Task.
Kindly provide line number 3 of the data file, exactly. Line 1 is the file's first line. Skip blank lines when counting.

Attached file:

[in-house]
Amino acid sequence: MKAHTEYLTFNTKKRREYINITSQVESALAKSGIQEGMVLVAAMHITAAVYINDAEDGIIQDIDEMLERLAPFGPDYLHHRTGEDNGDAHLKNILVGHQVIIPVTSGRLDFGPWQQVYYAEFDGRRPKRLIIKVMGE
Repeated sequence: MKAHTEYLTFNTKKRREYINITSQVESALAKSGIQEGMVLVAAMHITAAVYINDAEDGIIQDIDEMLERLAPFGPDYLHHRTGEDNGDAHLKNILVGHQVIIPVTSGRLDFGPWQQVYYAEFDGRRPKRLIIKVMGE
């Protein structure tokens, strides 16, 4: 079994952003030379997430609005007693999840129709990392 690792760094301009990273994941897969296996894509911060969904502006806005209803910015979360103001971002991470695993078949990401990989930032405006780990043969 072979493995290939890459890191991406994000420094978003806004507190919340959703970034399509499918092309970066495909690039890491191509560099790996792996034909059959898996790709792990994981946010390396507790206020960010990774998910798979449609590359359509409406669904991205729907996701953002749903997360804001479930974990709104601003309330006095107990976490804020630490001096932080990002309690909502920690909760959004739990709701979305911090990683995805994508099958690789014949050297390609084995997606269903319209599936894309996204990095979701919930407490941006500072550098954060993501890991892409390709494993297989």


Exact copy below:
Repeated sequence: MKAHTEYLTFNTKKRREYINITSQVESALAKSGIQEGMVLVAAMHITAAVYINDAEDGIIQDIDEMLERLAPFGPDYLHHRTGEDNGDAHLKNILVGHQVIIPVTSGRLDFGPWQQVYYAEFDGRRPKRLIIKVMGE